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Finding It Hard to Be Positive? Blame Your Brain (And Then Do This)

An illustration showing a balance scale weighing someone's positive and negative experiences.
University of California/YouTube

If you’re having trouble focusing on positive things, it has as much to do with whether the thing is actually negative or positive as it does with the bias your brain has towards the negative.

In the following video, University of California Davis behavioral scientist Alison Ledgerwood, an expert in how we frame life experience and interactions, explains why our brain is the way it is and what to do:

While the short little 4-minute video is a great overview, if you’re in a hurry here’s the 10-second summary: our brains are so good at remembering bad things because it’s so much worse, from an evolutionary standpoint, to forget something dangerous than to forget something good. If you forget which cave the bears live in you might die, but if you forget where the berry bush is, well, you can always wander around until you find another one.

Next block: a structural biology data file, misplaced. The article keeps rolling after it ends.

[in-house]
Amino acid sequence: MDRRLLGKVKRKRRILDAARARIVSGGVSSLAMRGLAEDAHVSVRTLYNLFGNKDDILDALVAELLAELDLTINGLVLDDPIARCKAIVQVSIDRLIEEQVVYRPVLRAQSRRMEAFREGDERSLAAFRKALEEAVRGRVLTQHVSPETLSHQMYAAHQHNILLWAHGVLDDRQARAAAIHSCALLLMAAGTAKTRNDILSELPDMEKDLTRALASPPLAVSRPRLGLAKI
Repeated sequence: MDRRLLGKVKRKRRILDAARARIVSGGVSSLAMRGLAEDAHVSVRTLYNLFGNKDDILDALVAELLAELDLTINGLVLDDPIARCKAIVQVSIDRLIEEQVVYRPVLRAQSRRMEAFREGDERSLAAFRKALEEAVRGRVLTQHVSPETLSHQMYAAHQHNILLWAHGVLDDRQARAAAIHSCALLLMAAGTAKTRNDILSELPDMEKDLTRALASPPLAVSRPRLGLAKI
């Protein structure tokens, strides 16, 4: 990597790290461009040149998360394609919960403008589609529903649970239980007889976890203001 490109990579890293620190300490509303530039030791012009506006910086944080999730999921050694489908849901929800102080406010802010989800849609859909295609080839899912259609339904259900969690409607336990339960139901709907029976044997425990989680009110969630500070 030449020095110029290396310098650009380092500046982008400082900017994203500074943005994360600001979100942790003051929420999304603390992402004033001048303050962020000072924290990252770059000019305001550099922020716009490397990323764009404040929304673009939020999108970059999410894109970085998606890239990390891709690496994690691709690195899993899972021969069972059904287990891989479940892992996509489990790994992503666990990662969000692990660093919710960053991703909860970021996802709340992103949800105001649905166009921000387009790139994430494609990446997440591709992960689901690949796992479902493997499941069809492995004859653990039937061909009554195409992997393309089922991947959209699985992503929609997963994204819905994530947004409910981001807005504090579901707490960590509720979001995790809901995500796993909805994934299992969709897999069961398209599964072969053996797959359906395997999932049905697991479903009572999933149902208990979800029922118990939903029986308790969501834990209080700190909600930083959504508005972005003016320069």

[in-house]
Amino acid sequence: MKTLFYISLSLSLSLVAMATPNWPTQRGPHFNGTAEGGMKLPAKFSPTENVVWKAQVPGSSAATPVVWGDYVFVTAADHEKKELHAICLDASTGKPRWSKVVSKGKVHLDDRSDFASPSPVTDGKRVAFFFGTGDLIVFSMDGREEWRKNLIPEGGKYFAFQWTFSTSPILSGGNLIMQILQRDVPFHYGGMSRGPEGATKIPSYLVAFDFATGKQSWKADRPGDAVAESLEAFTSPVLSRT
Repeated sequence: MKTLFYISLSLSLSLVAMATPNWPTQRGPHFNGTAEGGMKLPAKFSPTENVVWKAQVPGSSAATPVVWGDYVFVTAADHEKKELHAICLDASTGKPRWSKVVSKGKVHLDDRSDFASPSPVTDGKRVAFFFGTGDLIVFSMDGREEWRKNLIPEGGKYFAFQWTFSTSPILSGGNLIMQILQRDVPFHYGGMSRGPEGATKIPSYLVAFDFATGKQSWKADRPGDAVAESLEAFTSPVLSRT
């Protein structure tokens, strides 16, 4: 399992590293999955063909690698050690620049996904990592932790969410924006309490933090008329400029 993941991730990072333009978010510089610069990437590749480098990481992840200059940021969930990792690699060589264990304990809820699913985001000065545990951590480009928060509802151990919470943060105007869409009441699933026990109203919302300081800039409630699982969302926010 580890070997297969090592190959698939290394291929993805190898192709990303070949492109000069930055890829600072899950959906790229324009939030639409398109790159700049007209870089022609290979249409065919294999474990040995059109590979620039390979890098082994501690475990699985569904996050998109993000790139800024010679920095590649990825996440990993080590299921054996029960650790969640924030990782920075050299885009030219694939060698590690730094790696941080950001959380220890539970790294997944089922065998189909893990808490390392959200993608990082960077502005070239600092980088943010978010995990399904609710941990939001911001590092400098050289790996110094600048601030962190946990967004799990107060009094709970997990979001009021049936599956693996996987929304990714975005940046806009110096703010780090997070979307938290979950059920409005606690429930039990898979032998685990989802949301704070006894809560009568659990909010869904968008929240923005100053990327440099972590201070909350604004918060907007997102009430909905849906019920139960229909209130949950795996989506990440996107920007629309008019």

What’s the solution to help you smile more about berry bushes and worry less about bear dens?

Thankfully, it’s pretty straight forward: spend more time thinking about the berries. Just like we highlighted in a recent post about gratitude journaling, focusing on the positive things in your life trains your brain to pay more attention to them and makes you happier in the process.

[via BoingBoing]

Jason Fitzpatrick Jason Fitzpatrick
Jason Fitzpatrick is the Editor in Chief of LifeSavvy. He has over a decade of experience in publishing and has authored thousands of articles at LifeSavvy, Review Geek, How-To Geek, and Lifehacker. Read Full Bio »
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